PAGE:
But the science of modern psychiatry isn’t on trial, argued Jeffrey Killip, an assistant attorney general representing API. Under Alaska law, the issue is simply whether Myers has the mental capacity to provide “informed consent” regarding the medicine.
“It is troubling that the statutory scheme apparently does not provide a mechanism for presenting scientific evidence challenging the proposed treatment plan,” Anchorage Superior Court Judge Morgan Christen wrote in a March 21 order.
Like Myers, most patients don’t come to API voluntarily. Once inside, however, many patients agree to stay without a commitment hearing, Burns said.
Nancy Groszek, a public defender, has represented people fighting to get out of API for most of the past 20 years.
These days, the state psychiatrists are “savvy about civil rights,” she said, and are not eager to lock up people who don’t need to be there. She often tries to work out an agreement. For instance, a patient could agree to take prescribed medicine, and the hospital could agree to let the person out in three days, provided the person continues with outpatient treatment.
“Hearing voices is very uncomfortable,” Groszek said. “Some of the voices are really evil and really mean and real destructive.”
But the side effects of medicines can be horrible too, she said.
Some earlier medicines, for instance, caused Parkinson’s-like tremors. Indeed, even the newer versions of anti-psychotic drugs come with bad side effects such as weight gain, are not a cure and can make people worse, according to a prominent San Diego psychiatrist who testified for Myers.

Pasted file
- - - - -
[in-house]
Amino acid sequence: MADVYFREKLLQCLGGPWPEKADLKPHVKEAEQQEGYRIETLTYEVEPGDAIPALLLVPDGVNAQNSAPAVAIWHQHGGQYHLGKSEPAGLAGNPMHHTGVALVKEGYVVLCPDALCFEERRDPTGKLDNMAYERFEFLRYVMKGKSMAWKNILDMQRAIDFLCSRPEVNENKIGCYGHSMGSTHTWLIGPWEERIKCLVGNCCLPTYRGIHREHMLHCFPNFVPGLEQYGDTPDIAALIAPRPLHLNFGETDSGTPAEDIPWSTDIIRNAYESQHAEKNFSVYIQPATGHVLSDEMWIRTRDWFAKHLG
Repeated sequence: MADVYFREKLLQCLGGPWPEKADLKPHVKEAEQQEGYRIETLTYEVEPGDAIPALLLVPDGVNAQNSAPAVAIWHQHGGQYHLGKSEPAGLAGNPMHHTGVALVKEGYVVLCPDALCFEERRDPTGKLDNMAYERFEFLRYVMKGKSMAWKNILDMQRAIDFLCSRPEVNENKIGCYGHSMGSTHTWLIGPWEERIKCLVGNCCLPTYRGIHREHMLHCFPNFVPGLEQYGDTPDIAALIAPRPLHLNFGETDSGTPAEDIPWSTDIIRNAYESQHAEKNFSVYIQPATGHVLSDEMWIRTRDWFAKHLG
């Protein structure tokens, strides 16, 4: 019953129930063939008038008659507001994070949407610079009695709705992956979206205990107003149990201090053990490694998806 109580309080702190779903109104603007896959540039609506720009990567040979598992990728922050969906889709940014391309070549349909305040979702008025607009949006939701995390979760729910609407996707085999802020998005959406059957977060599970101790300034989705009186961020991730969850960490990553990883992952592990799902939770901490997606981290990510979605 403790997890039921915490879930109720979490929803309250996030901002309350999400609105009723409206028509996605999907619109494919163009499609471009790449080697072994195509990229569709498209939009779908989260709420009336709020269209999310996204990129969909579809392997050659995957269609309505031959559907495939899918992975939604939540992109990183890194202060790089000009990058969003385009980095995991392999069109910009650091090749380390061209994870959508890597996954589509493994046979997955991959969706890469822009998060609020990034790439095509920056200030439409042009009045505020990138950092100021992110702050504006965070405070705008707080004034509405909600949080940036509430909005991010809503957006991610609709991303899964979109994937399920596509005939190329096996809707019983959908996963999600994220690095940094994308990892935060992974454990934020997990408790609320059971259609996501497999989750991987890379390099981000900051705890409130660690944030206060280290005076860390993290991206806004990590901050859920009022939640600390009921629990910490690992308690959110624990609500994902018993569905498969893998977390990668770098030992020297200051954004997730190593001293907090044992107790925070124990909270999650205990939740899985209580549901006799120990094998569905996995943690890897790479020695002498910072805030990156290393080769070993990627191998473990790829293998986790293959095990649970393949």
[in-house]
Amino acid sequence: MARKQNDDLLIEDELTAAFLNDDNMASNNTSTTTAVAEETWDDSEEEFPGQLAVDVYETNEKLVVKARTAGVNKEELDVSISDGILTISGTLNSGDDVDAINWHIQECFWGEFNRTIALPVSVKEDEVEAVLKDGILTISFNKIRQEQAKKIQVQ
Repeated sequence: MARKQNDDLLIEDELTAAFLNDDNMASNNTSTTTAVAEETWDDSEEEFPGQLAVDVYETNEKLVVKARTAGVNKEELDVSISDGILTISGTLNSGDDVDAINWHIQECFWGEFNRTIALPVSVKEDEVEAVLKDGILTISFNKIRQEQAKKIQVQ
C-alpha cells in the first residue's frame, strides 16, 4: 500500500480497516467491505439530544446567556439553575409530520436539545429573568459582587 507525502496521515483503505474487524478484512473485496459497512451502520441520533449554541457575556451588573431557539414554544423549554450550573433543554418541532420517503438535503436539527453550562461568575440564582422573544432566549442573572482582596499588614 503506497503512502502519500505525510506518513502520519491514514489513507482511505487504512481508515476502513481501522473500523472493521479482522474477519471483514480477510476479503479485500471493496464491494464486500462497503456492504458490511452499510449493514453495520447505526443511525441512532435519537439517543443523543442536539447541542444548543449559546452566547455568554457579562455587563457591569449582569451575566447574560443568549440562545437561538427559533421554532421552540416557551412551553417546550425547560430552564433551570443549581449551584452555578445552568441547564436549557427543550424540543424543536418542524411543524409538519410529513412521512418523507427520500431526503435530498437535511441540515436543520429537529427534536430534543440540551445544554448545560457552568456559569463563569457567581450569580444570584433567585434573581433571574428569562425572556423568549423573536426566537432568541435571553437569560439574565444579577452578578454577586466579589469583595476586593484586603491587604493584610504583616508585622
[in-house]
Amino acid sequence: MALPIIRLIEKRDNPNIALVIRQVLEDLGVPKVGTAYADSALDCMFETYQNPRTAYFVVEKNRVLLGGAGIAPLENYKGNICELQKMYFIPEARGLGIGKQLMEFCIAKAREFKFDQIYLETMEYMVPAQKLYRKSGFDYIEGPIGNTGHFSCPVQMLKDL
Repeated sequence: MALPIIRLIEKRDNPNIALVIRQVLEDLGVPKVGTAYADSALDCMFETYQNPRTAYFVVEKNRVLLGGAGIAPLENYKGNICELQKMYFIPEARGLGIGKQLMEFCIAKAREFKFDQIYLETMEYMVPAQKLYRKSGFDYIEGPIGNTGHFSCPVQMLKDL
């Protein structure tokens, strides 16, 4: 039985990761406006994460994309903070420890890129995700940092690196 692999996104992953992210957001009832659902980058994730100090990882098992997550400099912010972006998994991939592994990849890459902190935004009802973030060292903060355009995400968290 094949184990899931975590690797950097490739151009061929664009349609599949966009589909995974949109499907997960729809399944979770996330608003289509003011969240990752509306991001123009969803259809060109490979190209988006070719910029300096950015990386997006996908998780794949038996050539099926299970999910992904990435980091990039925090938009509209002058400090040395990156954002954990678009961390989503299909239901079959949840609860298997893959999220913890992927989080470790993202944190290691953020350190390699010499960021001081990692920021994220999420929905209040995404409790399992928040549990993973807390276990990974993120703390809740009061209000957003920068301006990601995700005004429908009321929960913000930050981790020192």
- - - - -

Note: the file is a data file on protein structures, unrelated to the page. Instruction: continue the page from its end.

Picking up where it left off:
“They just dumb you down and you don’t feel like yourself,” Dr. Loren Mosher said in an interview. “You are detached from the world.” He believes in talk therapy and intensive, structured therapeutic living, especially for people suffering their first psychotic breakdown.
He was the first chief of schizophrenia studies, from 1968 to 1980, at the National Institute of Mental Health. He resigned from the American Psychiatric Association in 1998 to protest how psychiatry, in his words, “has been almost completely bought out by the drug companies.”
Mosher testified that he hoped that Myers “gets out and without drugs.”
But Nick Kletti, the outgoing medical director of API, said that drugs provide the quickest relief to patients and that most willingly take them.
Myers needed to be committed because her illness made her a danger to herself and others, Christen ruled March 5. The question of medication was more difficult.
“In this case, I find that there is indeed real and credible evidence supporting the conclusion that a genuine difference of opinion exists between credible psychiatric experts regarding these medications,” Christen wrote in a March 14 order.
It wasn’t clear that Myers was thinking rationally enough to decide for herself, the judge determined. The state psychiatrists can force the medicine, she ruled.
The medication decision is on hold for now while Gottstein pursues an appeal to the Alaska Supreme Court.